While students may not need to name the point of view being used outside of an assignment, they need to recognize it. That is, they need to recognize who the narrator is and their relationship to the story. This ability is important for interpreting meaning.
And that, of course, is important for comprehension!
Comprehension of a story is based on being able to recognize and understand the narrative features or elements—the characters, setting, events, problem, and resolution—of a story. A student’s ability to recognize and name story elements is an important first step to comprehension, but they’ll only recognize a story’s true meaning when they interpret the interaction of those elements.
How do we interpret them? We begin by identifying who is telling us the story and what their relationship is to the characters and the narrative. And that’s where point of view comes in.
Let’s look at how it works.
point of view in popular stories
If an author writes a story in first person, we know the narrator has a very close, but limited, view of the events. The story they tell us is likely going to be biased because of their own experiences and opinions, as well as limited insight into the mindset of other characters.
As an example, when we read most of the Sherlock Holmes’s books, we’re looking at Sherlock’s genius through the eyes of his friend and admirer, John Watson. The stories would be quite different indeed if we were to read them from the perspective of Sherlock himself or Inspector Lestrade.
In contrast, if an author writes a story in third person, we know the narrator has an overarching, bird’s eye view of events, with insights into (potentially) multiple character’s midnsets. Opinions are less likely to be tainted by the characters themselves but may still carry the judgment of an outsider.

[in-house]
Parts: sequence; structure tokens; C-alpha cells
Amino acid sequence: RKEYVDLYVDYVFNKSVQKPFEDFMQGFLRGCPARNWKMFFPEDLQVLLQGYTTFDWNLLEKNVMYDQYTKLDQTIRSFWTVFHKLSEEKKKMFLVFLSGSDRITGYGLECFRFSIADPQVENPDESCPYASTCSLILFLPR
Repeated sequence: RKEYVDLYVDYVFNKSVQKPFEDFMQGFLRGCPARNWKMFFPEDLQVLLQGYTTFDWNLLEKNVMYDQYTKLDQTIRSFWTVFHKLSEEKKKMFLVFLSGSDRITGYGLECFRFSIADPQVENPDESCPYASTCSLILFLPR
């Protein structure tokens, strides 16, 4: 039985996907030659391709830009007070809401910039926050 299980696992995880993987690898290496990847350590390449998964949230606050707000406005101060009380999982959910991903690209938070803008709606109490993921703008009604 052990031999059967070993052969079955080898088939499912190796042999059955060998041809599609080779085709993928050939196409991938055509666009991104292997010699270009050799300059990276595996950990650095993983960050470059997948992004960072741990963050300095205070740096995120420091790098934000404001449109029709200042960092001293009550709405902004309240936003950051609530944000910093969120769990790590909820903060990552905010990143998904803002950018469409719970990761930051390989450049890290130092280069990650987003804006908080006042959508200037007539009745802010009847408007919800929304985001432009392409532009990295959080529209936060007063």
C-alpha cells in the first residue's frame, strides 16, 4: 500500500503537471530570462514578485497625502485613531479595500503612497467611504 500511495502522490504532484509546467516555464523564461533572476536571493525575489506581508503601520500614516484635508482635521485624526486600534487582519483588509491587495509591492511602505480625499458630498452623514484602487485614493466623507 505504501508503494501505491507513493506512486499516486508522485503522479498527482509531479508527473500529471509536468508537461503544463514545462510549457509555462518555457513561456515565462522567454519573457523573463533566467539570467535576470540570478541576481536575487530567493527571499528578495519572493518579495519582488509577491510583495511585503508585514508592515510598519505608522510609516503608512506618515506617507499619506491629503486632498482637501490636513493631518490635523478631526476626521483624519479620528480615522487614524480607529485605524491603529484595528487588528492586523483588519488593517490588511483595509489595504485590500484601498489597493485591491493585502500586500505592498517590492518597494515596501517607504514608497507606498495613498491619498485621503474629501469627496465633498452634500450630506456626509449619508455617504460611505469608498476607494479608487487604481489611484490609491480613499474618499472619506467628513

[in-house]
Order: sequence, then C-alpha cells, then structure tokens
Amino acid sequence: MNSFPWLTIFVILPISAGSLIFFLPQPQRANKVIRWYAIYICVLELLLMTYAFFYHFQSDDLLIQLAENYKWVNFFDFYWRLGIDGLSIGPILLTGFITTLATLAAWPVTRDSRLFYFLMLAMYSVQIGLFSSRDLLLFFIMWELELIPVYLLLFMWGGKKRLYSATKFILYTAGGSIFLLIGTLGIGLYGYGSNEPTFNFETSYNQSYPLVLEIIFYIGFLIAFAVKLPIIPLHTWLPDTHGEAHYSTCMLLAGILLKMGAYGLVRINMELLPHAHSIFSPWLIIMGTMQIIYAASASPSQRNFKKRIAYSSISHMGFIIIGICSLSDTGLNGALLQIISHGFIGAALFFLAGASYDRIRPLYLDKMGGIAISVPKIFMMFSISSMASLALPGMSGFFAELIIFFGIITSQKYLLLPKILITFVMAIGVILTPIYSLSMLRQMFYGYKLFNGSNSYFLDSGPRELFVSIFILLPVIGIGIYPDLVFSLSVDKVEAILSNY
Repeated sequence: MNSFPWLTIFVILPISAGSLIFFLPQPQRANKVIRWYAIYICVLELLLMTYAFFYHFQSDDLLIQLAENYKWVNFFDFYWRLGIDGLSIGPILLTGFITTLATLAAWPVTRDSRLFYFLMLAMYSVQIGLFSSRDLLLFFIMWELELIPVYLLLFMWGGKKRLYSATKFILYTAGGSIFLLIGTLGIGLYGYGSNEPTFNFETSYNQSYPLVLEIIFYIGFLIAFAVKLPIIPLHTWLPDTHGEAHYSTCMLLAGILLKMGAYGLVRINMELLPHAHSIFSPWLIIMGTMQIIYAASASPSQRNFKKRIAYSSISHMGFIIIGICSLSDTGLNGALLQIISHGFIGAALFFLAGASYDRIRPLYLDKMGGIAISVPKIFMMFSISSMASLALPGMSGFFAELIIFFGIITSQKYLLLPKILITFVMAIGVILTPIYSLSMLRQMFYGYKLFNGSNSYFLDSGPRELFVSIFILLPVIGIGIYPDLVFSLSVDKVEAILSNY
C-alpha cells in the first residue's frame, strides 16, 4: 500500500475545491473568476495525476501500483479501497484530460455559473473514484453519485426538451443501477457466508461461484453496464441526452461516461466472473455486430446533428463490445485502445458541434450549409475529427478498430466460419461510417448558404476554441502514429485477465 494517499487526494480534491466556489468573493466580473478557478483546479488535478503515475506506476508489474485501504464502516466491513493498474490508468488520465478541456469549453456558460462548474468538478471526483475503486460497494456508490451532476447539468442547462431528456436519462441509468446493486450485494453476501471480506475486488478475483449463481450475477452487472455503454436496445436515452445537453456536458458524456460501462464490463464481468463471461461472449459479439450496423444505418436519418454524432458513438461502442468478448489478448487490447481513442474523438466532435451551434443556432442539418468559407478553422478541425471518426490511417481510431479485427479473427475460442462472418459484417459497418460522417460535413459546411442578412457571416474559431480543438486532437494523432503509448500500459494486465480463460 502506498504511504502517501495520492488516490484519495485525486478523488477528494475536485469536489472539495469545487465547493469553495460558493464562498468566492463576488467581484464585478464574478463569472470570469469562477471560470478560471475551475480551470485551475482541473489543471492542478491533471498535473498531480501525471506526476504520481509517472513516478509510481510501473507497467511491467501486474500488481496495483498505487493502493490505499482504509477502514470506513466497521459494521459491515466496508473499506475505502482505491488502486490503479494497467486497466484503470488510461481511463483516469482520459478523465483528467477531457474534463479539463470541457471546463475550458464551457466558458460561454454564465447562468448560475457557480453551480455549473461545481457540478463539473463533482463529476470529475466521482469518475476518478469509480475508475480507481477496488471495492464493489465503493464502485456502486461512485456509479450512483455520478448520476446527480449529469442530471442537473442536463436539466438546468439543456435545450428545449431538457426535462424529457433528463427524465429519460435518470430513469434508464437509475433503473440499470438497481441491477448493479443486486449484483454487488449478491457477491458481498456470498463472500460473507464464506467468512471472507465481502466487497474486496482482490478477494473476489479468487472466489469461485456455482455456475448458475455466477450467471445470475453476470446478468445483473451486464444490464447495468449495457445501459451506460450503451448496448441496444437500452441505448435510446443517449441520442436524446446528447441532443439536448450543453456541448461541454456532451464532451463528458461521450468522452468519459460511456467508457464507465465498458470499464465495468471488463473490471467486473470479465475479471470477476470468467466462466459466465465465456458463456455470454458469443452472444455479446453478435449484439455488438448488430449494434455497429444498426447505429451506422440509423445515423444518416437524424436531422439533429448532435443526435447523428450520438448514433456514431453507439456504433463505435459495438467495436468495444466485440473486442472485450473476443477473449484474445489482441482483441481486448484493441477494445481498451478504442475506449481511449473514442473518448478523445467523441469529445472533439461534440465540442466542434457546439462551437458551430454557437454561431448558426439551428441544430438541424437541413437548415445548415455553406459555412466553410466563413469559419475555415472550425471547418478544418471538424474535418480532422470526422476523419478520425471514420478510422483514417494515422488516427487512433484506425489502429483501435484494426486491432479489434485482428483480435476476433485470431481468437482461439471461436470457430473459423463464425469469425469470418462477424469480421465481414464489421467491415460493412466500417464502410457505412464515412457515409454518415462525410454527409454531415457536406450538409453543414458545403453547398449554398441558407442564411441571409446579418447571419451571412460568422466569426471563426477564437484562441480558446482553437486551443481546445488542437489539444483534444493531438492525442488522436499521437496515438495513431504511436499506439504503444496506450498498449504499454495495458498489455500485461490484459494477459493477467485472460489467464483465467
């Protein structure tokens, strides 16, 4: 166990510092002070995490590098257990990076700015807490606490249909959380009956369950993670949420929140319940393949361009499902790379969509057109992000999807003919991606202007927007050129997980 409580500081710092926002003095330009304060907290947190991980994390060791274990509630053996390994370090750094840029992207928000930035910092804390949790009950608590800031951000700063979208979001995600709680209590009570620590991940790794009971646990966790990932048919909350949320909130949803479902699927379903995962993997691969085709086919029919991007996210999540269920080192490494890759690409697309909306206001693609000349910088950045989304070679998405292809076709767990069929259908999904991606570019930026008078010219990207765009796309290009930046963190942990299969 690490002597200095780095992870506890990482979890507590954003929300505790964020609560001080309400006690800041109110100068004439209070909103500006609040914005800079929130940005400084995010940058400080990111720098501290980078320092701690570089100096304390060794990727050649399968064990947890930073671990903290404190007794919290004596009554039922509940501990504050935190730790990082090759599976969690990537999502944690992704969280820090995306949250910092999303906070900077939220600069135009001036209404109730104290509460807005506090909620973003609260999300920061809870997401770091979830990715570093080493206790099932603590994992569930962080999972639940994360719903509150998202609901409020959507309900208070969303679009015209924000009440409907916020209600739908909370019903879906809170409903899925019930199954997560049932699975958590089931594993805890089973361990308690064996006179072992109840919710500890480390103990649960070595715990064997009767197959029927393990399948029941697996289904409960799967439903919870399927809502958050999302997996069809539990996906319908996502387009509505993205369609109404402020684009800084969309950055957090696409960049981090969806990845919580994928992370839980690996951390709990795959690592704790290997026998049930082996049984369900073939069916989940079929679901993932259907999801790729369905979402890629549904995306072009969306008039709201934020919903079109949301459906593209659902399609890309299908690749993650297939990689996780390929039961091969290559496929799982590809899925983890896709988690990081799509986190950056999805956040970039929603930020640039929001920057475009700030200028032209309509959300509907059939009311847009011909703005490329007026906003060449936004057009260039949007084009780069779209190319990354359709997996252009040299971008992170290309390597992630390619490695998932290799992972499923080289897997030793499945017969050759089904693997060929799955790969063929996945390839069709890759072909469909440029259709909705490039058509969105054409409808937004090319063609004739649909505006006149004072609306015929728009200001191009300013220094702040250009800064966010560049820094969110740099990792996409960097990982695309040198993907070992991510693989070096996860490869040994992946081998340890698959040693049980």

For example, we read Harry Potter from the perspective of an outsider who has limited insight into Harry’s thoughts. To tell the story from the first person point of view of Draco Malfoy or the third person point of view with insight into all of the characters thoughts would be very different!
questions to ask students
If you want to get your students thinking about how point of view impacts their understanding of a story, consider asking these questions:
- Who is telling the story? What is their relationship to the main character?
- How much insight does the narrator have into the mind of the characters?
- What feelings or emotions do you notice about the characters? About the narrator?
- How does the narrator’s relationship to the characters impact how the story is told? How would it change if the narrator was a different character or had insight into a different character’s thoughts?
- What information could we be missing based on who the narrator is? How would that change the story?
Distinguishing the point of view of a story is a skill that students begin learning early in their reading comprehension journey. For SLPs and special education teachers it may seem like a more strictly academic skill. However, it’s actually a vital piece of students learning to really understand and interpret stories.
I hope thinking about how narrator’s shape the stories they tell us inspires you to incorporate point of view lessons into your reading comprehension activities.